Paths to Literacy

for students who are blind or visually impaired

UEB Lesson 8: Capitalization Used in UEB

ueb lesson 8 collage

This post is the eighth in a series of lessons on teaching students who are braille readers to make the transition from EBAE (English Braille American Edition) to UEB (Unified English Braille).  All lessons are by Catherine Summ and Suzanne Cappiello, who both work as Education Consultants for the Department of Rehabilitative Services (DORS-BESB) in CT.

See the full UEB Curriculum with all lessons.

 
 

 

Goal:

The student will be able to identify capitalization indicators that are now used in the UEB code.
 
capitalization indicators
 
A single capital letter is made the same way as in EBAE and in UEB. The capitalized word and passage indicators affect words and passages.
 
The capitalized word indicator is used if more than one capital letter appears in a word.
 
The capitalized passage indicator is used when a passage appears (a passage is three or more symbols-sequences). Also, capitalized passage mode can only end with the capitals terminator (dots 6, 3).
 
For further explanation of the changes refer to the handout  “Overview of Changes from Current Literary Braille to Unified English Braille” authored by Braille Authority of North America, March 2013, www.brailleauthority.org. Refer to the UEB manual for a full explanation of the braille code.
 
teacher with black and white shirt teaching student with blue and white striped shirt using brailler

 

Procedure: 

Teacher prepares the examples below in braille. Students practice reading the examples below then mark the capitalization indicators used in UEB: 
  1. LOOK and listen.
  2. CAN’T
  3. WON’T
  4. THEY’LL
  5. YOU’RE
  6. seaSHORE.org
  7. The sign says EXIT.
  8. We can purchase more DVD’s.
  9. His favorite movie is HARRY POTTER.
  10. She loves reading THE HUNGER GAMES.
 

Additional Activities: Writing Practice

Dictate the following words, phrases, and sentences to students indicating where the capitals appear.  Add your own.
  1. DIDN’T
  2. SHE’LL
  3. Verizon WIREless
  4. The class is reading The Outsiders.
  5. His friend yelled,  WATCH OUT FOR THAT BIKE!
 

Assessment:

Dictate the following words, phrases, and sentences to students indicating where the capitals appear. Add your own. Teacher compiles a spreadsheet for each student to document progress and compile data.
  1. UniFIED EngLISH BRAILLE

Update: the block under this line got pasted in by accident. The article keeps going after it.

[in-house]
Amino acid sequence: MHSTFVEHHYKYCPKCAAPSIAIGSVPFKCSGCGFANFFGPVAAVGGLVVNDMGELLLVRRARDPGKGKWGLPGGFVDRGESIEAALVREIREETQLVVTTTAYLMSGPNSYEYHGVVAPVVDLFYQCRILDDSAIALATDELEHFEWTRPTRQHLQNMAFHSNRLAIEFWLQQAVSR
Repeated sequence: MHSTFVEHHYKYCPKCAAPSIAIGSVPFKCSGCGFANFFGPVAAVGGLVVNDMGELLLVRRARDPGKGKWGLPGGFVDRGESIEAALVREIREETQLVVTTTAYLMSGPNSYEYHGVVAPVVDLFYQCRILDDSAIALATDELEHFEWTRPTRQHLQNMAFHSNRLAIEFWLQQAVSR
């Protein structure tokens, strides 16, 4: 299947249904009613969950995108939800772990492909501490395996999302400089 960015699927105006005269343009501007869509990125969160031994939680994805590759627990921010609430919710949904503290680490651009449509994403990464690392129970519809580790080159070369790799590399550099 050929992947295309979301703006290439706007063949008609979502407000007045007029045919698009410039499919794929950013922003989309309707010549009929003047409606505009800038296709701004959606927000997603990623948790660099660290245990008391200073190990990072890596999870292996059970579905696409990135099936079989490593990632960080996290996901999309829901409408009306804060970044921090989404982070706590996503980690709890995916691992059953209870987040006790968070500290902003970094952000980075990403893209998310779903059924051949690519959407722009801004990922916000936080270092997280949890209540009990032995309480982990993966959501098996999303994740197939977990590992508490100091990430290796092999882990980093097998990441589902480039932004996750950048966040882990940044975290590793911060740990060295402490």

2. STOP, DROP, and ROLL.
  3. WESTern Frontier
  4. www.VOTE.org
  5. Lobster ON Sale.
  6. The sign reads WATCH YOUR STEP.
  7. Her email shouted: TURN DOWN YOUR MUSIC!
  8. The CMA’s are on TV Sunday night.
  9.  Dad said, HAVE A GOOD FLIGHT!
  10. I love to READ, READ, and READ!
 

Educational Activity and Game:

Wheel of Fortune

wheel of fortune sample

  • Make a spinner with dollar amounts (i.e. $150, $350, $500, etc. based on your student's age and grade level).
  • Vowels can be bought for $100 dollars.
  • Make a “Lose Your Turn” spot on your spinner.
  • Using index cards, braille 50+ cards with words, phrases, or short sentences using capitalization.  
  • Involve students in making  the cards.
  • This is the “draw” pile and can be placed near the spinner face down.
  • Students use a braille writer to keep track of the letters in the word or phrase in the puzzle.  
  • The teacher decides on the puzzle word or phrase and then gives students the number of letters and words in the puzzle.
  • The students will braille full cells for the letters and words on their paper.
  • The first player picks from the “draw” deck and reads the card.
  • If the player can explain the rule for capitalization then he may spin the spinner.  
  • If the player lands on a number then he/she can call out a letter to solve the puzzle.
  • If the letter is in the word, tell the students where the letter appears in the word or phrase and have them record it on the paper below the full cells.
  • If the letter does not appear, students can write these letters off to the side of the full cells. Have students record their scores (dollar amounts) on an abacus or by recording on another area of their paper.
  • The first player to solve the puzzle wins.

 

Click here to download the handout in Word format.

Download the .dxb file(Thank you to Karen Carl who created and shared this!)

 

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